The Righteous from the Treblinka area – Kazimiera and Gustaw Diehl
Gustaw and Kazimiera Diehl lived in the Jasieniec estate located about 3 km from the penal labour camp and about 4 km from the extermination camp in Treblinka. Gustaw Diehl (1874-1953) was a descendant of French Huguenots who had to emigrate to the Rhineland. From there, they came to Poland in the 18th century. Here they underwent polonization, preserving their evangelical-reformed religion. The Diehl family played a significant role in the Evangelical-Reformed Church in Warsaw, among others, they established a new cemetery and conducted a lively social activity. Gustaw Diehl was an engineer and was very interested in astronomy and mathematics. First of all, he devoted himself to running the Jasieniec estate.
His second wife, Kazimiera (1914-1983), née Abramowicz, was a Catholic. Throughout the occupation and the existence of nearby camps, they were hiding a Jewish woman, Maria, who now lives in Argentina and bears the name Nirenberg. Maria was a fair-haired girl with blue eyes. She took care of the children and the estate. As a result of denunciation, she was arrested and detained in the penal labour camp. After talking to Kazimiera, Gustaw went to the commandant and assured him that Maria was his close relative. This conversation had a positive effect and Maria was released.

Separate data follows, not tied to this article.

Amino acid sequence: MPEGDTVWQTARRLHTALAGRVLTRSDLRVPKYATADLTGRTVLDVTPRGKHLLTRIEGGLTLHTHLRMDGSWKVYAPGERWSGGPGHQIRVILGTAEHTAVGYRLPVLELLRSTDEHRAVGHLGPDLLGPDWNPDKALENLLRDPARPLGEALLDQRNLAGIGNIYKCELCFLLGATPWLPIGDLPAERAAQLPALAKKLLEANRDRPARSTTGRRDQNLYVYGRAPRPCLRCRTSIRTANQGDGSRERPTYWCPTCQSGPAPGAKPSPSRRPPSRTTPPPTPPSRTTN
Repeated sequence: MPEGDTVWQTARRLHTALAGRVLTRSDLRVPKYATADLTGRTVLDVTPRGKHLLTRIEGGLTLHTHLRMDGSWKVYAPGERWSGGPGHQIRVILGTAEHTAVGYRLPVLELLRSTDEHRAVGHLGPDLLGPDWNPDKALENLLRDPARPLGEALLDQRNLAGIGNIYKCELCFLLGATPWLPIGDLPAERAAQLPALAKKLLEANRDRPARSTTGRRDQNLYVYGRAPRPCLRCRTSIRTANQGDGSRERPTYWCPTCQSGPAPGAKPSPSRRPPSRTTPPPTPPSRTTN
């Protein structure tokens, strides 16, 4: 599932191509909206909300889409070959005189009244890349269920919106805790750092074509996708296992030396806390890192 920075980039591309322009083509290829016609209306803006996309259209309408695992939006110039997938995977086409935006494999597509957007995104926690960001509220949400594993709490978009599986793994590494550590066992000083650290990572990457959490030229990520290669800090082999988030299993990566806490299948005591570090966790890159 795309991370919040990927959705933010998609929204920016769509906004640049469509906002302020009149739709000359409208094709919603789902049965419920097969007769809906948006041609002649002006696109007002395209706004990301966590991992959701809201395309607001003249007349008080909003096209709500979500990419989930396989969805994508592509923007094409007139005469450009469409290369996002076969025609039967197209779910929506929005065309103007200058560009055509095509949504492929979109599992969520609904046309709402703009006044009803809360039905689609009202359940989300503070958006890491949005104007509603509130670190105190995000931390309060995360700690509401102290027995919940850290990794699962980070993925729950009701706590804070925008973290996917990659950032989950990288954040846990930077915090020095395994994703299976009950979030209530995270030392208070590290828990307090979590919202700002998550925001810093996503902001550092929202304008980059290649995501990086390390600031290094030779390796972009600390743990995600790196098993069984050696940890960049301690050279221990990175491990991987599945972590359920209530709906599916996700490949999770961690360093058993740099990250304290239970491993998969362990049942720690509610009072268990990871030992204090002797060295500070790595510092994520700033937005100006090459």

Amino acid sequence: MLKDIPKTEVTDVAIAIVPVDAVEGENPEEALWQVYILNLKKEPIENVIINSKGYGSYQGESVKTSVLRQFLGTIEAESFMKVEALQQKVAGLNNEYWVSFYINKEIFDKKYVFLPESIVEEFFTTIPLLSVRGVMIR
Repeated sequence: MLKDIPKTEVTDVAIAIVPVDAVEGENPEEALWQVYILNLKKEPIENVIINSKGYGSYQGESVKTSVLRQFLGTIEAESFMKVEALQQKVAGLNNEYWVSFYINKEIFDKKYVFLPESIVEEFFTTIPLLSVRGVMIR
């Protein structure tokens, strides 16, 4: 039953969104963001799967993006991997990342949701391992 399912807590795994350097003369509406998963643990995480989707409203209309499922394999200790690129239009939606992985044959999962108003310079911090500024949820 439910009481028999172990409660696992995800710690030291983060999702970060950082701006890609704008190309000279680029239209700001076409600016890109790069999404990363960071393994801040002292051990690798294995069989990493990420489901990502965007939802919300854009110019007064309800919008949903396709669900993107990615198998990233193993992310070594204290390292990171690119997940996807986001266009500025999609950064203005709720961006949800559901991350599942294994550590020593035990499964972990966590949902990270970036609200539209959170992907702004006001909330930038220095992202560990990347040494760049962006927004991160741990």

In 1998, on the initiative of Maria’s daughter, Dorita Kosman, who currently lives in Jerusalem and teaches Hebrew at the Hebrew University, Gustaw and Kazimiera Diehl were awarded with the medal of the “Righteous Among the Nations”. Their names were placed on the honorary wall of the Yad Vashem Institute of National Remembrance in Jerusalem. Other accounts show that Gustaw and Kazimiera helped escapees from nearby camps. Their help consisted in the fact that they “did not notice” the fugitives in their farmyards or nearby. The fugitives could rest for a while, eat the products found in the farmyard and continue their journey.